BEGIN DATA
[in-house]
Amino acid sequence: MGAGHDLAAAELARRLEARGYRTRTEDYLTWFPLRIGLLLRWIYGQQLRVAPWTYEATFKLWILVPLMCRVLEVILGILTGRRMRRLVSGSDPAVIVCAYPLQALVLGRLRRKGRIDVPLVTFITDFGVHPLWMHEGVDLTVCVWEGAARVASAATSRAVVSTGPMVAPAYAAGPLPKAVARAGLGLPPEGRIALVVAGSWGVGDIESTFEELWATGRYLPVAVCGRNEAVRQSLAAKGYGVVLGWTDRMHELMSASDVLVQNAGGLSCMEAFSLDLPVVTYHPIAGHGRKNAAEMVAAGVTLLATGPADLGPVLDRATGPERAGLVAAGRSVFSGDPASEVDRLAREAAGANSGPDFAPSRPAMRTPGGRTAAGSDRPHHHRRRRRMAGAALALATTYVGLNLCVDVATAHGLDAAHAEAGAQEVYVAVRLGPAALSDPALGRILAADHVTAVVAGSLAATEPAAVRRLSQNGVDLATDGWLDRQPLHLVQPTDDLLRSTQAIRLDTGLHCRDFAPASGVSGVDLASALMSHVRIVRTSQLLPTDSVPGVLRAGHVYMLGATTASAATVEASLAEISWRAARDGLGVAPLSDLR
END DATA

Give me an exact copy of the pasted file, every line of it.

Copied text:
[in-house]
Amino acid sequence: MGAGHDLAAAELARRLEARGYRTRTEDYLTWFPLRIGLLLRWIYGQQLRVAPWTYEATFKLWILVPLMCRVLEVILGILTGRRMRRLVSGSDPAVIVCAYPLQALVLGRLRRKGRIDVPLVTFITDFGVHPLWMHEGVDLTVCVWEGAARVASAATSRAVVSTGPMVAPAYAAGPLPKAVARAGLGLPPEGRIALVVAGSWGVGDIESTFEELWATGRYLPVAVCGRNEAVRQSLAAKGYGVVLGWTDRMHELMSASDVLVQNAGGLSCMEAFSLDLPVVTYHPIAGHGRKNAAEMVAAGVTLLATGPADLGPVLDRATGPERAGLVAAGRSVFSGDPASEVDRLAREAAGANSGPDFAPSRPAMRTPGGRTAAGSDRPHHHRRRRRMAGAALALATTYVGLNLCVDVATAHGLDAAHAEAGAQEVYVAVRLGPAALSDPALGRILAADHVTAVVAGSLAATEPAAVRRLSQNGVDLATDGWLDRQPLHLVQPTDDLLRSTQAIRLDTGLHCRDFAPASGVSGVDLASALMSHVRIVRTSQLLPTDSVPGVLRAGHVYMLGATTASAATVEASLAEISWRAARDGLGVAPLSDLR